Supreme Court Justice Blocks Native Hawaiian Vote Count

AP, November 30, 2015

A U.S. Supreme Court justice on Friday issued a temporary stay blocking the counting of votes in an election that would be a significant step toward Native Hawaiian self-governance.

Justice Anthony Kennedy’s order also stops the certification of any winners pending further direction from him or the entire court.

Native Hawaiians are voting to elect delegates for a convention next year to come up with a self-governance document to be ratified by Native Hawaiians. Voting ends Monday.

A group of Native Hawaiians and non-Hawaiians is challenging the election, arguing Hawaii residents who don’t have Native Hawaiian ancestry are being excluded from the vote. It’s unconstitutional for the state to be involved in a racially exclusive election, they say.

The ruling is a victory on many fronts, said Kelii Akina, one of the Native Hawaiian plaintiffs and president of public policy think-tank Grassroot Institute of Hawaii.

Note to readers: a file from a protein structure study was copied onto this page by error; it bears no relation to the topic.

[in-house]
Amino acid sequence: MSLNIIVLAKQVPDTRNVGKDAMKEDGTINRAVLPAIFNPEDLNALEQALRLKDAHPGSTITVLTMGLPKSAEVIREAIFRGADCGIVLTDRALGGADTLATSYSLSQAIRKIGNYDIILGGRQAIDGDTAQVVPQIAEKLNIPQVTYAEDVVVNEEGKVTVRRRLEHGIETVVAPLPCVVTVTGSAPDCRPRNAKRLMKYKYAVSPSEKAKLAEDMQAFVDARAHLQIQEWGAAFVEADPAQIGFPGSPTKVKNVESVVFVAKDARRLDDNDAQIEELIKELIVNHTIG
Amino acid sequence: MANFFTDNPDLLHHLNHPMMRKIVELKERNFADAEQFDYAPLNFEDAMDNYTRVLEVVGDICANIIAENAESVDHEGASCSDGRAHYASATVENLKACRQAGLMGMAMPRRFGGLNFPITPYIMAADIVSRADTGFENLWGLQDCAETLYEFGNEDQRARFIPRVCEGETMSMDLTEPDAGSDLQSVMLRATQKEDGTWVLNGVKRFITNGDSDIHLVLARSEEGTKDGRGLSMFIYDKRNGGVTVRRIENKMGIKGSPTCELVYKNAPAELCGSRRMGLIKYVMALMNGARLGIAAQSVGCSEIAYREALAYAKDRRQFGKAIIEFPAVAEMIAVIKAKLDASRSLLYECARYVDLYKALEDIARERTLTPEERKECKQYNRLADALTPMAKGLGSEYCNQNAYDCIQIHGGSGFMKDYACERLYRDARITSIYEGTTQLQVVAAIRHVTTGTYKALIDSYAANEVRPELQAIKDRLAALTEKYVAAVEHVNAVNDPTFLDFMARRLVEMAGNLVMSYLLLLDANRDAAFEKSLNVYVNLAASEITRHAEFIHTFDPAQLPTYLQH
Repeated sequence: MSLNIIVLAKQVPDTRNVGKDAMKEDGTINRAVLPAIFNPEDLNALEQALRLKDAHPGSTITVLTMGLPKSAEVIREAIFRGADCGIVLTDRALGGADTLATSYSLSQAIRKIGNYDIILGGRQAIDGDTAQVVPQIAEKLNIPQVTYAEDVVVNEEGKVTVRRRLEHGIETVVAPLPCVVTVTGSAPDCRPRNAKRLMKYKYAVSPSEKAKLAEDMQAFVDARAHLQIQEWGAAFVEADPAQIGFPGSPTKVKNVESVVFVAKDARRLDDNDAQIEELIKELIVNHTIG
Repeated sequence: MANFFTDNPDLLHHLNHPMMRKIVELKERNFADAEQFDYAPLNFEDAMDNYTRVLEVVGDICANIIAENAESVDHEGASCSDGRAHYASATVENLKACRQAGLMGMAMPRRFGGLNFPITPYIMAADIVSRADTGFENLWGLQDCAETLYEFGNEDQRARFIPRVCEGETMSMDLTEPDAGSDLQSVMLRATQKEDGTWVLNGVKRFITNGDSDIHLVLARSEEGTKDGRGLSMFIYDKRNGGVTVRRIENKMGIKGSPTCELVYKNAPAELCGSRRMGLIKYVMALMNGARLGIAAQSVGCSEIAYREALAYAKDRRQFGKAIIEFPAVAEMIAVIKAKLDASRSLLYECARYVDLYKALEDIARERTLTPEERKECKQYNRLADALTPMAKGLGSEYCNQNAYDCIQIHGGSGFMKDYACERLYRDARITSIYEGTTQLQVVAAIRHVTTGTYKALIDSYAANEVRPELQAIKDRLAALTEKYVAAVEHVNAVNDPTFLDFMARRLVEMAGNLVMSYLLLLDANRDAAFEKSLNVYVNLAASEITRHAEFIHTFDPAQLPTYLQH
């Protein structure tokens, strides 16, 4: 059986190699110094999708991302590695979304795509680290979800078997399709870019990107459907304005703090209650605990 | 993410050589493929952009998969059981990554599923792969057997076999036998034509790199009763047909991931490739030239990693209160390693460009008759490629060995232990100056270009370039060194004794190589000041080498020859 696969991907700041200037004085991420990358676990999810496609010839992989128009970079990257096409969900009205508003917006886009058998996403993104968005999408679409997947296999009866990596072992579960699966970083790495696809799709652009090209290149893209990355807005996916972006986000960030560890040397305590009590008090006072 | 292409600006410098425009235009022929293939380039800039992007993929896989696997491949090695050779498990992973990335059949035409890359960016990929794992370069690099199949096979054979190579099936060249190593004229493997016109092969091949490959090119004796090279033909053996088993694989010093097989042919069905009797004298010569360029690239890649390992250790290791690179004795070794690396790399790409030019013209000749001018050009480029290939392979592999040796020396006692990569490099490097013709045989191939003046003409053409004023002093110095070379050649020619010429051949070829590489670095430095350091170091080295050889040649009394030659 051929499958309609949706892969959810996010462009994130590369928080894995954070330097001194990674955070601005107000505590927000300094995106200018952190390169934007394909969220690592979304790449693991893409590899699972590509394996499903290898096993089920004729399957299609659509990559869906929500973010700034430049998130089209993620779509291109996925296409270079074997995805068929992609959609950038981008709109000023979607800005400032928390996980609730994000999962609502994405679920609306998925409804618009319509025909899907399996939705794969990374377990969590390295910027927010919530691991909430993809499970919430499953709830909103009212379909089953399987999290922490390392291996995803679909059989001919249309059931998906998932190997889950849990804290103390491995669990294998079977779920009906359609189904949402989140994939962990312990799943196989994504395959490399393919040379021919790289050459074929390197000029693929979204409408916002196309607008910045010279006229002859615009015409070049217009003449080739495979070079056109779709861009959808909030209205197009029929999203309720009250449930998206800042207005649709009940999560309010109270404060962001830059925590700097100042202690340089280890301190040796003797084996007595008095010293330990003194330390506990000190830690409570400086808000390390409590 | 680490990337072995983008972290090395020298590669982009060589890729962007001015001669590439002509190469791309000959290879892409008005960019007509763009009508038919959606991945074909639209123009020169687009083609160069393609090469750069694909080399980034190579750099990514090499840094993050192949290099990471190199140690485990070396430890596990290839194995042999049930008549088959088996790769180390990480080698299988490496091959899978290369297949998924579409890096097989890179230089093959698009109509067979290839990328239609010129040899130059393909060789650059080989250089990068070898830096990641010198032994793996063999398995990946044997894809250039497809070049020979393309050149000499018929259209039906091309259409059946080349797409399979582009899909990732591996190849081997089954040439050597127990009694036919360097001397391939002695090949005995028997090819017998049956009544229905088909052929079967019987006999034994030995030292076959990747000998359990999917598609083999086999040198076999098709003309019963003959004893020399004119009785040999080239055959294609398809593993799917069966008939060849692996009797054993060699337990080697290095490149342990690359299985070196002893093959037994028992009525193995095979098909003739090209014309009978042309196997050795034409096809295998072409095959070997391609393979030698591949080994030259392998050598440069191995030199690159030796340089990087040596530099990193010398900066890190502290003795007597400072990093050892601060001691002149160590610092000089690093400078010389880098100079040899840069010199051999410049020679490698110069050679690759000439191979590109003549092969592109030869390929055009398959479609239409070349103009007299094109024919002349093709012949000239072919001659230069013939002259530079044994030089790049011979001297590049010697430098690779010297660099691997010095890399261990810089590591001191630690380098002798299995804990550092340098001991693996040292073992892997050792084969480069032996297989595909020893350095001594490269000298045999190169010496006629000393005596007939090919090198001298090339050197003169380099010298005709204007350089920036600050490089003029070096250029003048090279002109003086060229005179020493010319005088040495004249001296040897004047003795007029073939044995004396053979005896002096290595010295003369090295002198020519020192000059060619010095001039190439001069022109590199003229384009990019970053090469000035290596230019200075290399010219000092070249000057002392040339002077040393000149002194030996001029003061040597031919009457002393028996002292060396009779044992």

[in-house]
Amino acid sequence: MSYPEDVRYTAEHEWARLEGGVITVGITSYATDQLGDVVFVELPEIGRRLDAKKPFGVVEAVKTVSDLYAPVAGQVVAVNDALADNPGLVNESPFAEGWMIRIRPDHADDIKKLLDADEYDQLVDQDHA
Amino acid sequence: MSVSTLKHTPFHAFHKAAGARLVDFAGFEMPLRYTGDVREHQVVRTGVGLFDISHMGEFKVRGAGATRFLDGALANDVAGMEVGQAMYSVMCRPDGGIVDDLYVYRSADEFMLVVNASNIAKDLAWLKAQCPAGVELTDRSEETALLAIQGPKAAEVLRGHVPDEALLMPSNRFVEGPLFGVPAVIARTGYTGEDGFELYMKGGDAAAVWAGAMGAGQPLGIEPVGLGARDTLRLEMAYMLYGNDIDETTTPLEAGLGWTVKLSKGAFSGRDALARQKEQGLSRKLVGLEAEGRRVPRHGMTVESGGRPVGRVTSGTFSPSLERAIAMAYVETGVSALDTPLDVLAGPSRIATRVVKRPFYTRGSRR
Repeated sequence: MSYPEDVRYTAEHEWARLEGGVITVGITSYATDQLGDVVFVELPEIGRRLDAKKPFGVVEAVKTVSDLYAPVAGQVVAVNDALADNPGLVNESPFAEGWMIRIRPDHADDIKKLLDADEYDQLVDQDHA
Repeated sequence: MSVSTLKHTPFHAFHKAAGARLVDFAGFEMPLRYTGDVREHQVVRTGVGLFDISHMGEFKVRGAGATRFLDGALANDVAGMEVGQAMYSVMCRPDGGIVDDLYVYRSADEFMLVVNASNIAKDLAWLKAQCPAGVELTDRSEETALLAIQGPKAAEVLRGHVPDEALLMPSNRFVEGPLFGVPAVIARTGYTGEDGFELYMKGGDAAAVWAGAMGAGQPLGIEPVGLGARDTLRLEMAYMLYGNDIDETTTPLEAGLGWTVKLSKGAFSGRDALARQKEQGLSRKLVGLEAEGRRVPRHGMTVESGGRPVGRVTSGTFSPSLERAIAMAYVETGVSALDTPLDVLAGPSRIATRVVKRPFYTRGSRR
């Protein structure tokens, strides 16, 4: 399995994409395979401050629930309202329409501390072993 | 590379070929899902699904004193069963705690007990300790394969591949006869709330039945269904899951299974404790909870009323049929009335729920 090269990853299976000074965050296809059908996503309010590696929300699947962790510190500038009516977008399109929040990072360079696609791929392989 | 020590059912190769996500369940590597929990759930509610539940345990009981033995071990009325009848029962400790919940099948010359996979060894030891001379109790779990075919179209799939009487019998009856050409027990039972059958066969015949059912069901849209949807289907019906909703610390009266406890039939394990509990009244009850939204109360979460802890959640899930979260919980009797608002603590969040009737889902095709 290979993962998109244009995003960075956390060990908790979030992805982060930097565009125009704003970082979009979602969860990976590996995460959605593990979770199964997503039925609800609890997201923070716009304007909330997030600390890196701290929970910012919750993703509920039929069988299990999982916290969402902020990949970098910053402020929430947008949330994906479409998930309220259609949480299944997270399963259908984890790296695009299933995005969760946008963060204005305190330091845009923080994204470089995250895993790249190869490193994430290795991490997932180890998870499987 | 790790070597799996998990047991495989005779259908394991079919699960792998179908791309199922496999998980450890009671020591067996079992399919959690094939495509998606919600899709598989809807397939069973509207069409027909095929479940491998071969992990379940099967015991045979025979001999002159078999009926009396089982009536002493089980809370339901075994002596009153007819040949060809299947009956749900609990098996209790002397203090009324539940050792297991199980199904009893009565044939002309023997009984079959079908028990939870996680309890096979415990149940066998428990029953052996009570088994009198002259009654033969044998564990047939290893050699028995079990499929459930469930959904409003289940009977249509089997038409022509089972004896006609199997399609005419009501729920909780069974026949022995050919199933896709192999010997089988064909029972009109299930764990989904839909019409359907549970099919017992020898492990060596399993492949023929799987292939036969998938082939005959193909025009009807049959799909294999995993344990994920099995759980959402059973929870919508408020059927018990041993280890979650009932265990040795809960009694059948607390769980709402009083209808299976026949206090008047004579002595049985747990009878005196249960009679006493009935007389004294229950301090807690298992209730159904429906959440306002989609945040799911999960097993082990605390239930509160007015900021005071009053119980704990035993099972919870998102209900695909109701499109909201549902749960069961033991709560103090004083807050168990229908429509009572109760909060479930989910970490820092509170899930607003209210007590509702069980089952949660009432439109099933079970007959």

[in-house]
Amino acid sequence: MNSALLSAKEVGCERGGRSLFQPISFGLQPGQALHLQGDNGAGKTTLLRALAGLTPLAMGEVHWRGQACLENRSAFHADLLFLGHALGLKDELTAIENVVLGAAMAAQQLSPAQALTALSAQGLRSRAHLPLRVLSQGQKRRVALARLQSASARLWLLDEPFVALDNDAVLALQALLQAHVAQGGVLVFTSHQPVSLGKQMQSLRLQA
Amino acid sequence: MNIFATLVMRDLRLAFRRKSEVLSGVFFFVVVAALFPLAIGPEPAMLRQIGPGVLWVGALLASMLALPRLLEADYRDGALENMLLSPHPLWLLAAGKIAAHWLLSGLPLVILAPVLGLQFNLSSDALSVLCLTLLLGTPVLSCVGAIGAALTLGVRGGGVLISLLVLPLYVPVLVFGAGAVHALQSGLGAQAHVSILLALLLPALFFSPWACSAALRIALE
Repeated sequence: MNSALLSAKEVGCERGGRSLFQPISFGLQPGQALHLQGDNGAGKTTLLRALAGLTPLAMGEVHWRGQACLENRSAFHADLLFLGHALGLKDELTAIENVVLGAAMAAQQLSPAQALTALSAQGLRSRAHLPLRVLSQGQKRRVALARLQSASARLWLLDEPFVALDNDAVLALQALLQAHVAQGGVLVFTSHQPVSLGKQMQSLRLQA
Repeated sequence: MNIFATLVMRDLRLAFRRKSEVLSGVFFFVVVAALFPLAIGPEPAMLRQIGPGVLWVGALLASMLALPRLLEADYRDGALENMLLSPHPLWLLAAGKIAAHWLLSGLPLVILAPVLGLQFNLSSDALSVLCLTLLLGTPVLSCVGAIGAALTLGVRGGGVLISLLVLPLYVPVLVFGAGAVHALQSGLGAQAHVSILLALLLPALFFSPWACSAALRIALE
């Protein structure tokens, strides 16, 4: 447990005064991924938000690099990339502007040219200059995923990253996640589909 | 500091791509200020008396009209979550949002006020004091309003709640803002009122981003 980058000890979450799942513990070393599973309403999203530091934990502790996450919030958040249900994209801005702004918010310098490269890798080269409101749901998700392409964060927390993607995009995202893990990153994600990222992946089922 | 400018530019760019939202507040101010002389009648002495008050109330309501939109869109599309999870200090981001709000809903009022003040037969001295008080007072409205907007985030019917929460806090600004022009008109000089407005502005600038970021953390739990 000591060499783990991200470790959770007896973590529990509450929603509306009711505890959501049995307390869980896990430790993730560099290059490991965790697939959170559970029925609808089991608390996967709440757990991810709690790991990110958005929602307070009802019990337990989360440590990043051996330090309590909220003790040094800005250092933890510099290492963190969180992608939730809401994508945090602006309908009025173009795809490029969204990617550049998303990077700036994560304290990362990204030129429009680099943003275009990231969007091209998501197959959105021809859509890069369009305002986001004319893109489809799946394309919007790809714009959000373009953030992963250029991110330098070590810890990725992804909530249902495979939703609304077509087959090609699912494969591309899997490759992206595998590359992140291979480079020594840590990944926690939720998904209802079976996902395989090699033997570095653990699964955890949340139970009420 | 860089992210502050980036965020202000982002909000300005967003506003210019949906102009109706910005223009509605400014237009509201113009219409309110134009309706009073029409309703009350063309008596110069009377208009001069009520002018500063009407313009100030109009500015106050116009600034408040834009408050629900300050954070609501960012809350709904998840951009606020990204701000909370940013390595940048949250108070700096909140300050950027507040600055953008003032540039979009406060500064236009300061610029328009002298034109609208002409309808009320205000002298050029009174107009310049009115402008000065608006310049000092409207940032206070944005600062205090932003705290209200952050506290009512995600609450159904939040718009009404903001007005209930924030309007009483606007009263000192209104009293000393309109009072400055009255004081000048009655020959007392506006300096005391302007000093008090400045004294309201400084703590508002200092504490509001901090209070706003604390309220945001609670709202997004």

“First, it’s a victory for Native Hawaiians who have been misrepresented by government leaders trying to turn us into a government-recognized tribe,” he said in a statement. “Secondly, it is a victory for all people of Hawaii and the United States as it affirms racial equality.”

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Attorneys representing the state have argued that the state isn’t involved in the election.

“The state has consistently supported Native Hawaiian self-governance,” state Attorney General Doug Chin said in a statement. “This is an independent election that may help chart the path toward a Native Hawaiian government. Today’s order does not prevent people from voting in this election. It only places a hold on counting those votes until the Supreme Court determines how to proceed.”

Former U.S. Sen. Daniel Akaka spent about a dozen years trying to get a bill passed that would give Native Hawaiians the same rights already extended to many Native Americans and Alaska Natives.

When it became clear that wouldn’t happen, the state passed a law recognizing Hawaiians as the first people of Hawaii and laid the foundation for Native Hawaiians to establish their own government. {snip}

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Those who support the election say it’s an opportunity to create their own government for the first time since 1893, when American businessmen–backed by U.S. Marines–overthrew the Hawaiian Kingdom.

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